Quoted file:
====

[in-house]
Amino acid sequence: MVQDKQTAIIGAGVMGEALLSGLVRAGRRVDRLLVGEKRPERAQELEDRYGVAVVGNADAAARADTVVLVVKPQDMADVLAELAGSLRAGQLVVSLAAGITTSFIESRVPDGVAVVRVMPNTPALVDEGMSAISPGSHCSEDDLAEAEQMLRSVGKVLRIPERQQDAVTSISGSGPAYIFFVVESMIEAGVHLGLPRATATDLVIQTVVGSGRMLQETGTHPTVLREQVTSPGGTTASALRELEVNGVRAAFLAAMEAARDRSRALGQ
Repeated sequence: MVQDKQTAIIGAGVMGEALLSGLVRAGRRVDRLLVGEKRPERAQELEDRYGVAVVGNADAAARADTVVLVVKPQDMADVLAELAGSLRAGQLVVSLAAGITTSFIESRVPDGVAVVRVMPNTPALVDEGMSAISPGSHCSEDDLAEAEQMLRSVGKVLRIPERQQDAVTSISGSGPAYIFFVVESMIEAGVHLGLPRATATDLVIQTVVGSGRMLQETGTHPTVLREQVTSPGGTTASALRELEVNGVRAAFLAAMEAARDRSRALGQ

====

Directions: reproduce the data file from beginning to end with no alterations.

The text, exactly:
[in-house]
Amino acid sequence: MVQDKQTAIIGAGVMGEALLSGLVRAGRRVDRLLVGEKRPERAQELEDRYGVAVVGNADAAARADTVVLVVKPQDMADVLAELAGSLRAGQLVVSLAAGITTSFIESRVPDGVAVVRVMPNTPALVDEGMSAISPGSHCSEDDLAEAEQMLRSVGKVLRIPERQQDAVTSISGSGPAYIFFVVESMIEAGVHLGLPRATATDLVIQTVVGSGRMLQETGTHPTVLREQVTSPGGTTASALRELEVNGVRAAFLAAMEAARDRSRALGQ
Repeated sequence: MVQDKQTAIIGAGVMGEALLSGLVRAGRRVDRLLVGEKRPERAQELEDRYGVAVVGNADAAARADTVVLVVKPQDMADVLAELAGSLRAGQLVVSLAAGITTSFIESRVPDGVAVVRVMPNTPALVDEGMSAISPGSHCSEDDLAEAEQMLRSVGKVLRIPERQQDAVTSISGSGPAYIFFVVESMIEAGVHLGLPRATATDLVIQTVVGSGRMLQETGTHPTVLREQVTSPGGTTASALRELEVNGVRAAFLAAMEAARDRSRALGQ